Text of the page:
Home PageArchivesVolume no. 2Issue 2Review: Watson

‘Bird Lovers, Backyard’
E. D. Watson

Thalia Field, “Bird Lovers, Backyard”
New Directions
2010, 132 pages, paperback, $17
The first of biologist Barry Commoner’s famed four laws of ecology is “Everything is connected to everything else. There is one ecosphere for all living organisms and what affects one, affects all.” It’s science that sounds like philosophy, or philosophy with a twist of science, much like Thalia Field’s “Bird Lovers, Backyard.” Far from straightforward and never didactic, Field’s unconventional essay-poems examine mankind’s relationship to built and natural environments, exploring the notion that, contrary to how most of us think and conduct ourselves most of the time (as though the planet were merely a supply cupboard or colorful backdrop for our activities), human beings are part of a vast, interrelated system of organisms and processes. Field isn’t interested in the rightness or wrongness of man’s dominion over nature; she’s more interested in investigating the basis for that dominion. Is it our ability to design and implement technology? Our ability to name things? Our capacity for abstract thought? And, furthermore, how can we prove we possess these characteristics?

Field writes, “Reading science as biography or poetry feels both rich and problematic,” which, as it turns out, is an apt description of “Bird Lovers, Backyard.” At turns profound and confounding, the book reads like an epiphanic dream—the kind you can’t really explain to anyone in the morning. Seemingly disparate subjects—lunar travel, extinction, Eastern philosophy—are linked in elegant and surprising ways so that rather than revelation, the effect is closer to an impression of truth. Chapter one, “Apparatus for the Inscription of a Falling Body,” opens with the question, “What is it exactly to perform philosophy?” What follows is the chronological record of a group brainstorming session which has convened to find a solution for a food court’s “pigeon problem.” That pigeons were once the darlings of medieval French nobility is reflected upon, as is the birds’ history of military service. Architectural solutions to the pigeon problem are considered, along with ants, Darwin, Aristotle, and the meaning of the word “feral.” “We’re not actually very good in the Socratic sense,” Field writes. “We don’t talk about thinking, don’t think up good questions, don’t think for a living, don’t even really like it.” This string of statements is presented as the self-indictment of one of the food-court brainstormers, but like so many of Field’s observations, it could easily apply to anyone. Keeping up with the way Field unexpectedly links the diverse subject matter of her chapters is like learning a new yoga position—it requires some stretching, but it feels good once you’re there.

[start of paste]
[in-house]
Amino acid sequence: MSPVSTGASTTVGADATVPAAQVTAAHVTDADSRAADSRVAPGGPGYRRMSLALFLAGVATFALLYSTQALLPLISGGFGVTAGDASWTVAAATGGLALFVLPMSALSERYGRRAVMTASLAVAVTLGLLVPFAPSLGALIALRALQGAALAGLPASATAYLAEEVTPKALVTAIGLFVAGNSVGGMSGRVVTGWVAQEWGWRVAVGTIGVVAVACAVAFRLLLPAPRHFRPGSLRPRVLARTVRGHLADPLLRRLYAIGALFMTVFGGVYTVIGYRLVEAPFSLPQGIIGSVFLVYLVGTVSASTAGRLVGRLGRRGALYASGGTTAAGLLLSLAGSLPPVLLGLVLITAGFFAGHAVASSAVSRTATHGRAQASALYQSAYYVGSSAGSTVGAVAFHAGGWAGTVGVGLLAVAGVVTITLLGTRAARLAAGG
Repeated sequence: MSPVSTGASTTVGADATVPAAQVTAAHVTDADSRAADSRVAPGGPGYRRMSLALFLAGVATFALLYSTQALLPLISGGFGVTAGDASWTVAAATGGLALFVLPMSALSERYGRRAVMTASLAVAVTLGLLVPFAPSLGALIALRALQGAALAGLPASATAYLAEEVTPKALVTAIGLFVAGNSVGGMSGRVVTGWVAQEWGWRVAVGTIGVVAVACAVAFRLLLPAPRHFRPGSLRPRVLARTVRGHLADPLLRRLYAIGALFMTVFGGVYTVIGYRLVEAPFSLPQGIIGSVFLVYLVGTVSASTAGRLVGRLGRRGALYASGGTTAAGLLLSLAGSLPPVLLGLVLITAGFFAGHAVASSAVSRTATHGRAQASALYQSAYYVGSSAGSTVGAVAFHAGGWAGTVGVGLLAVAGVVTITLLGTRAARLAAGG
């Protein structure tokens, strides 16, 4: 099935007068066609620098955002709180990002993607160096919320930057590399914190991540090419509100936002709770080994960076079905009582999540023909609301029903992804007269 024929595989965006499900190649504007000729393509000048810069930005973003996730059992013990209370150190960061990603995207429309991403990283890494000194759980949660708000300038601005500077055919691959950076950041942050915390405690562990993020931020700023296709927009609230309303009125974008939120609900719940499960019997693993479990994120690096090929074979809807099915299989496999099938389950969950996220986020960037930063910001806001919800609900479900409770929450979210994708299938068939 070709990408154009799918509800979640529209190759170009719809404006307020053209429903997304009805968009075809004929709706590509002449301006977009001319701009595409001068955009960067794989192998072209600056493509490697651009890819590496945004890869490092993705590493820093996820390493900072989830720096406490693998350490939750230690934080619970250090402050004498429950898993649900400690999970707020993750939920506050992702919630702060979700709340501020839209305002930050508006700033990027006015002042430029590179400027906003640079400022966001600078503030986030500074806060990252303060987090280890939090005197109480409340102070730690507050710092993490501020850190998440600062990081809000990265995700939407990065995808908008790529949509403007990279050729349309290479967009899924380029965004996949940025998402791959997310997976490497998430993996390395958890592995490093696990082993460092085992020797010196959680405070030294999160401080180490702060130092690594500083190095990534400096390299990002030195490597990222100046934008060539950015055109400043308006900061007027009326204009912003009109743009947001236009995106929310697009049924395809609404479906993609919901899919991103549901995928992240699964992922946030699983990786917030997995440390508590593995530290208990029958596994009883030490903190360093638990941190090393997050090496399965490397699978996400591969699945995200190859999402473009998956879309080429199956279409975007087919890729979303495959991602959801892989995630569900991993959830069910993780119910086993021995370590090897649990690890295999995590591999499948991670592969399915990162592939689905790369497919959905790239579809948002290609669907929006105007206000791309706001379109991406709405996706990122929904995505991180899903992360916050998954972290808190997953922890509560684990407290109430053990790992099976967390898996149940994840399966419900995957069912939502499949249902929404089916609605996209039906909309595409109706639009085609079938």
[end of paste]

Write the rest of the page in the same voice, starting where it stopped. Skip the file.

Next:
Though Field is examining important questions about humanity’s relationship to nature, there is an undercurrent of playfulness that prevents the inquiry from being pessimistic, preachy, or too freighted with erudition, which she achieves through her inventive use of form. In other words, it’s not just what she says that’s fascinating but how she says it. Though the chapters deal with diverse subjects and are presented unusually—meeting minutes, the memoir of a bird, a transcript of an online gardening forum—they speak to each other. Later chapters return to ideas mentioned in early chapters, presenting a new application or a fresh way of thinking about things. This intertextual chatter creates a dynamic system with its own geometry, and in this way, the book itself is a metaphor for its subject matter—the interrelatedness of the world and its multiform inhabitants.

The questions in “Bird Lovers, Backyard” are not new. Who are we? What does it mean to be alive? Are we animals or not-animals, and how much authority (or foolishness) is conferred by the “not”? Field turns these questions on their sides, pokes them, scrapes them, tosses them into the air, and watches them fall. The result is not answers, exactly, but hints—a fresh way of thinking. “Observations, poetry,” Field writes, “it’s a live, live world.” Indeed.

E. D. Watson is a bird-watcher and dilettante gardener. She lives and writes outside of Austin, Texas.

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